The world of investing is made up of many different financial instruments. Those with money that they wish to see returns on have a variety of options when it comes to what they can put their money into. The various avenues of investment include gold, a commodity that goes up in times of scarcity; real estate, which can involve lots of property management but tends to be a stable resource especially in space-starved cities; and stocks, which are basically individual companies that you put money on in hopes of them performing well. Other potential areas to put your money into include mutual funds, which are managed funds that take the stress of decision making out of your hands, and, of course, bonds.
Fixed Income Securities
Bonds, the focus of this article, are complex and hard to describe. Basically, they're fixed income securities provided by corporations, governments, and occasionally privately between borrowers and lenders. They're typically used when companies need to raise money to finance new projects. Investors can purchase bonds from these entities. Bonds come with terms of the loan, defined interest payments, and the time at which the loaned/invested funds will be paid back. The interest payments are received as part of the return for loaning money to the company. Basically, once the bond matures the face value, which typically is the amount invested, will be paid out to the bondholders. Meanwhile, before this maturity date, there are coupon dates wherein a certain percentage of the face value will be paid out on those set days and times as interest.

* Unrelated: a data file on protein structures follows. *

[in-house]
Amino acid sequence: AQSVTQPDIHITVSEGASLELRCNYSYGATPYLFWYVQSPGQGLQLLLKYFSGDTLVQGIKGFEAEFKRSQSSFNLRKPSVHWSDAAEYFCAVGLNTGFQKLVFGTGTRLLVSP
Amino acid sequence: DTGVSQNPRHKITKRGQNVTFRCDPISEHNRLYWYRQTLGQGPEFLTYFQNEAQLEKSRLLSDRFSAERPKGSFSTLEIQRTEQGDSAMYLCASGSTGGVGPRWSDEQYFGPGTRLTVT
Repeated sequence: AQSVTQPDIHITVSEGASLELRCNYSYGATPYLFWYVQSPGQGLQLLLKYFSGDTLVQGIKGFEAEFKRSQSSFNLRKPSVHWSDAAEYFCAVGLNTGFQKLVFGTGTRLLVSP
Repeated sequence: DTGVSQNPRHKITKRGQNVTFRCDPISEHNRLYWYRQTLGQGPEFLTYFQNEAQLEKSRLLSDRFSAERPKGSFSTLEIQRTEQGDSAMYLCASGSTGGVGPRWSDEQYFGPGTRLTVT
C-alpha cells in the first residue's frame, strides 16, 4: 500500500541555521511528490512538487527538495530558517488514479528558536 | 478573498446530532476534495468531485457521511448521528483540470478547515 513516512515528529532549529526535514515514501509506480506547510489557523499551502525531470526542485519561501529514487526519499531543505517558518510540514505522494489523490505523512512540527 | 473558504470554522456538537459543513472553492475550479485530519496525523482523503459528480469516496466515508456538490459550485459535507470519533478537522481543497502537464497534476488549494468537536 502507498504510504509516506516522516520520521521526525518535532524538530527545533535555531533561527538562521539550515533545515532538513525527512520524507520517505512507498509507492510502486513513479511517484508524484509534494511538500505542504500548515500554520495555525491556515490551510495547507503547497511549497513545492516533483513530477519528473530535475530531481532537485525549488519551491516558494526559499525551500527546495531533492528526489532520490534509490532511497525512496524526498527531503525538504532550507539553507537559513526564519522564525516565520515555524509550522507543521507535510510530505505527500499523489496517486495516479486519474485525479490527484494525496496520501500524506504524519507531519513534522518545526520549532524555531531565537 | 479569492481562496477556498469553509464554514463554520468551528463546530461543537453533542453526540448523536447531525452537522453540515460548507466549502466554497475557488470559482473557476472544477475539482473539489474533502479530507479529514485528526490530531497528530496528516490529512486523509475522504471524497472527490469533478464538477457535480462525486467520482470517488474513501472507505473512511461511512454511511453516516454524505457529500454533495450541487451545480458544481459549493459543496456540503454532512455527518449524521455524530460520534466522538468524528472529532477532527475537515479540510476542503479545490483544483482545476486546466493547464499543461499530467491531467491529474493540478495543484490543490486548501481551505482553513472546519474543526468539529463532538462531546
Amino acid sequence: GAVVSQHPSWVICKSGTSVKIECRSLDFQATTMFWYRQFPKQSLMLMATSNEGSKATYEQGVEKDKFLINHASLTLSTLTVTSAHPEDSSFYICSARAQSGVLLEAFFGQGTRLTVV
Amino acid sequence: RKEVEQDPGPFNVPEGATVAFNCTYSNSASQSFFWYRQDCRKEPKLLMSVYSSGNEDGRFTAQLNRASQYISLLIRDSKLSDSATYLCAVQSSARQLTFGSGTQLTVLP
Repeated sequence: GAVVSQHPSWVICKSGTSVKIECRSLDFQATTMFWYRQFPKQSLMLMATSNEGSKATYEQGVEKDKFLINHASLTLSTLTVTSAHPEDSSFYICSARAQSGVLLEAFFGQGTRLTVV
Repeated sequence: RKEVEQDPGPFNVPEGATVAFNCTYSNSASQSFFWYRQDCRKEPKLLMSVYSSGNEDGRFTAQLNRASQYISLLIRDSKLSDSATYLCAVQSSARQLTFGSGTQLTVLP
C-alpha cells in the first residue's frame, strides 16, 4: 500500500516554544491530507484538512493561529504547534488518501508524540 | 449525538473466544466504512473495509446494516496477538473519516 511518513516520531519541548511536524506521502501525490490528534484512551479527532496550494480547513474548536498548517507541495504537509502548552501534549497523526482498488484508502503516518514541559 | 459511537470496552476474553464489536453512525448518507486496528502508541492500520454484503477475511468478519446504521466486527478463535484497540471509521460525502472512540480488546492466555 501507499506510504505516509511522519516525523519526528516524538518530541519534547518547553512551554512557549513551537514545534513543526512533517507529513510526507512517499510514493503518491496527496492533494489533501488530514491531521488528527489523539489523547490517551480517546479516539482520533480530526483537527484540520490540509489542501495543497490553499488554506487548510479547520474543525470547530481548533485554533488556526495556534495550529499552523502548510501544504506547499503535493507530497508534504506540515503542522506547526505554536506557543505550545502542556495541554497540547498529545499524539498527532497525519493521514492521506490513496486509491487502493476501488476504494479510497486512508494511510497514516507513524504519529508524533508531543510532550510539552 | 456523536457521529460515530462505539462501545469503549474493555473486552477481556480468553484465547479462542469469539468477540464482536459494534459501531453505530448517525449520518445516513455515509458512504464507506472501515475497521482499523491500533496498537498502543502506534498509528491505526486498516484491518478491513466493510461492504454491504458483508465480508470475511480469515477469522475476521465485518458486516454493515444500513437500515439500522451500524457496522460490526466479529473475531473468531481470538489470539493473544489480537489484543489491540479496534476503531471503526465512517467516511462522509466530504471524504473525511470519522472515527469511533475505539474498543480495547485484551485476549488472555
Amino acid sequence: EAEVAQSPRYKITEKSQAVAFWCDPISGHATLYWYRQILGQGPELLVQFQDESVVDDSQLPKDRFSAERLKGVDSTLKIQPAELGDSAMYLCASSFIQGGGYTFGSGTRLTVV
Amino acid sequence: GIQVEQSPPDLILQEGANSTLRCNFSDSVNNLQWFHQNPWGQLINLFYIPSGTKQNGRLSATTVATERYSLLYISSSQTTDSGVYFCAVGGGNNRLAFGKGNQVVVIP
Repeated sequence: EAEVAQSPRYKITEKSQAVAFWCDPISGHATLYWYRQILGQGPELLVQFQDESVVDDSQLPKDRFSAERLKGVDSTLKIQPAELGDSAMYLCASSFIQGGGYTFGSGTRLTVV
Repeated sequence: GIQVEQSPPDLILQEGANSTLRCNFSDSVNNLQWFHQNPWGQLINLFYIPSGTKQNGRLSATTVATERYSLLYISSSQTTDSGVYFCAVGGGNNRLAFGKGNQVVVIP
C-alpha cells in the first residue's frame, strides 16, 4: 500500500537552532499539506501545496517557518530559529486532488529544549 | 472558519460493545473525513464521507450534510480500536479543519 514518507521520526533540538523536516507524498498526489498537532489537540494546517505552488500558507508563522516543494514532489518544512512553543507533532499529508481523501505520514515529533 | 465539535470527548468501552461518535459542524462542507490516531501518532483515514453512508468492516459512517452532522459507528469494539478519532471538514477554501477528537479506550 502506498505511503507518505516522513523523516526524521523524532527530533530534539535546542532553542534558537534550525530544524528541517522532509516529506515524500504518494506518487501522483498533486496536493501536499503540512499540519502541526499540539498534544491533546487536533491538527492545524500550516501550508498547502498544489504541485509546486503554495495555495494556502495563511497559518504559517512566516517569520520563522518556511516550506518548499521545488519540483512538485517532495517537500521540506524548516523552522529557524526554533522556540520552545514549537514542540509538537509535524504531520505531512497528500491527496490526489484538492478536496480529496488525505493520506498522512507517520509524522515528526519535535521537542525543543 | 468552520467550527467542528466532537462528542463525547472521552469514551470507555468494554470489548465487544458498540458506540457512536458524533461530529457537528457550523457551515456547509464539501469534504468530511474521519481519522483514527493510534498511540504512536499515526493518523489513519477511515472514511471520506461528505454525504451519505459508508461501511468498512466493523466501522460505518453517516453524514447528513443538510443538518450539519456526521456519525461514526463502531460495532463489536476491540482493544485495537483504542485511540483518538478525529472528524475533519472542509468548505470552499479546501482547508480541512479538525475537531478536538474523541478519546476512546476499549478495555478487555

Even for experts in the field, it can be hard to predict the performance of any of these types of investments, including bonds, and the return you can get back on them can vary greatly, so it's best not to put in more than you're willing to risk losing. This is especially true when it comes to junk bonds.
Junk bonds operate essentially in the exact same way as normal bonds only they come with an increased risk. That risk comes in terms of the company issuing the bond. Basically, junk bonds are bonds for corporations that carry with them a much higher risk of defaulting than the average company or government. Defaulting is when an entity is unable to pay a debt, whether in interest or the actual amount. Because junk bonds are typically associated with companies that are struggling financially, there is an increased risk that interest payments and the eventual face-value payment will never be received. These bonds are typically defined as such by credit rating agencies who assign the related company a poor credit rating. Still, there is one advantage to these risky bonds and that's in the fact that they tend to pay a much higher yield, meaning that their interest payments are larger, if you ever receive them. Basically, a junk bond is a bond where the higher risk begets higher rewards for investors who are willing to take their chances. Whether you want to take the leap is a decision that is entirely up to you.